Cricket News By TODAYLIVESCORE.INFO - New Zealand vs Australia: Unlikely finalists tussle for first T20I crown. Which of these two captains will hold their country's first T20 WC trophy aloft on Sunday?
Which of these two captains will hold their country's first T20 WC trophy aloft on Sunday?
It's almost a little odd to think that the first ever T20I was played between Australia and New Zealand. It was of course, as we know, a hit-and-giggle affair, with a bunch of funky wigs and throwback attire thrown in there. Not to forget a re-enactment of the most unsavoury episode in the cricketing rivalry between both teams – the underarm delivery.
It is however, quite apt when you look back now over the 16 years since and realise how neither team have really been serious contenders to the T20I crown. There have been patches yes where the Trans-Tasman rivals have had their moments, but never enough to sustain any kind of legacy. Even if they have not ever gone back to donning Afros and bell-bottoms while playing a T20I.
They've also continued to linger in the background while we've seen different eras of the T20I world play out, starting with India winning in 2007 to set off the IPL revolution, the West Indian era of power-play and also the recent resurgence of England's kamikaze approach.
But here we are on the cusp of the most unique of T20 WC finals, where for the first time since 2012, a new champion is guaranteed. Neither Australia nor New Zealand, true to form and history, were seriously looked at as potential playoff participants to come through their respective groups, forget qualifying for the ultimate summit contest.
Add to it, the long-standing sporting rivalry between the two neighbours, the dominance that one has had over the other in high-profile matches and the questionable likelihood that a win on Sunday night (November 14) in Dubai will have a marked change in the status of T20I cricket back home.
What is fresh is the rise of New Zealand cricket in recent times under Kane Williamson, in terms of being a team that finds the right path to reach the grand final across formats. And on each occasion over the last two years, there's been a strong narrative to the Black Caps' progress to that final hurdle that separates world beaters from second-bests.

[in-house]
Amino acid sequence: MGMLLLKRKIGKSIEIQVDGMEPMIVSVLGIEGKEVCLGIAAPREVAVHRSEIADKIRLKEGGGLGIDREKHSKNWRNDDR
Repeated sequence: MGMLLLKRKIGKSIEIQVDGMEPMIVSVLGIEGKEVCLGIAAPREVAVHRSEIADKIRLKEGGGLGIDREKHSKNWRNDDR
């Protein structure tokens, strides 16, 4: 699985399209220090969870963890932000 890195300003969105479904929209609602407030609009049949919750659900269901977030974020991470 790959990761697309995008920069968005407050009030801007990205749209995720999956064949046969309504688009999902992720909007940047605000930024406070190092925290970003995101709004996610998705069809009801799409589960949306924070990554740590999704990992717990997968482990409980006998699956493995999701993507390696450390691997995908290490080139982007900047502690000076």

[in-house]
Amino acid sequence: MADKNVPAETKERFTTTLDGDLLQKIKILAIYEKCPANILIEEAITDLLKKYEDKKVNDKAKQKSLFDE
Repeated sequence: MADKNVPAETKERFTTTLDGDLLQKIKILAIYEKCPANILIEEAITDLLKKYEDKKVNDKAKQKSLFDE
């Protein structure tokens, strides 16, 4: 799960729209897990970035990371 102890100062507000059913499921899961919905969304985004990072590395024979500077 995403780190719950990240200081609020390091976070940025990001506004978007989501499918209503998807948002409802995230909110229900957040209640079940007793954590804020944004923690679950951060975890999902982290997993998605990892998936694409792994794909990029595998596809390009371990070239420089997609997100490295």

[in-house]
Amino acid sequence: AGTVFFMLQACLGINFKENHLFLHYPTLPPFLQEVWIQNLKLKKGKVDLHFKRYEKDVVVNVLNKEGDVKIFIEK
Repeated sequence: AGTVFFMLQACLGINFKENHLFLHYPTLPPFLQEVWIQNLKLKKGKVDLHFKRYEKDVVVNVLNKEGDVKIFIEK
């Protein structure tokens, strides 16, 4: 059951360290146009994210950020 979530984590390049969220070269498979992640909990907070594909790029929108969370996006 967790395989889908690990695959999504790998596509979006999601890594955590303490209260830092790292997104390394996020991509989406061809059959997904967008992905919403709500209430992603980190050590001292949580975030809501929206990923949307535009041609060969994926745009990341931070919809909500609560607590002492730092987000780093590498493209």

At times though, you don't need to look too deep for context and back stories in World Cup finals.
It was back in March 2015 when Brendon McCullum danced down the track to Mitchell Starc and missed the ball. On the face of it, the moment didn't hold much, except perhaps foreshadowing a famous dismissal next ball that would go on to shape that World Cup final. Four years on, there was no McCullum around to charge at fast bowlers, but his aura lingered. Inspired by his brand of cricket and captaincy, Eoin Morgan lifted the World Cup for England, ironically beating the very team that helped inspire his methods.
Which is why New Zealand's win over India at the World Test Championship earlier this year was well celebrated. A different format alright, but there was relief and recognition at finally crossing the finish line in an ICC final, something they hadn't been able to do for 21 years. The victory, in many ways, was also a confirmation of how well New Zealand add up to become greater than the sum of their parts, banding together under an inspirational captain to take India like they did.
New Zealand are at it again, ready to appear in their third ICC final in 27 months, in a third cricket format, and are ready with the stories we have come to expect from them on these big occasions lately. This time, they are here having beaten the odds in conditions that couldn't be farther from what they are used to back home. Safe to say that them making the finals in this T20 WC wasn't largely expected, but to be honest, it's not been a surprise either. And this very ambiguity sums up just what New Zealand is to cricket in 2021.
Australia on the other hand are past masters at winning world trophies, even if the T20 crown might have eluded them. For years, the two teams have lacked a fixed style or approach in this format. But it won't matter, nor will their lack of impact for a major portion of the T20I epoch, once either of them end up with the T20 WC trophy late on Sunday night.
When: New Zealand vs Australia, T20 WC Final, November 14, Sunday at 06:00 pm Local time, 07:30pm IST
Where: Dubai International Cricket Stadium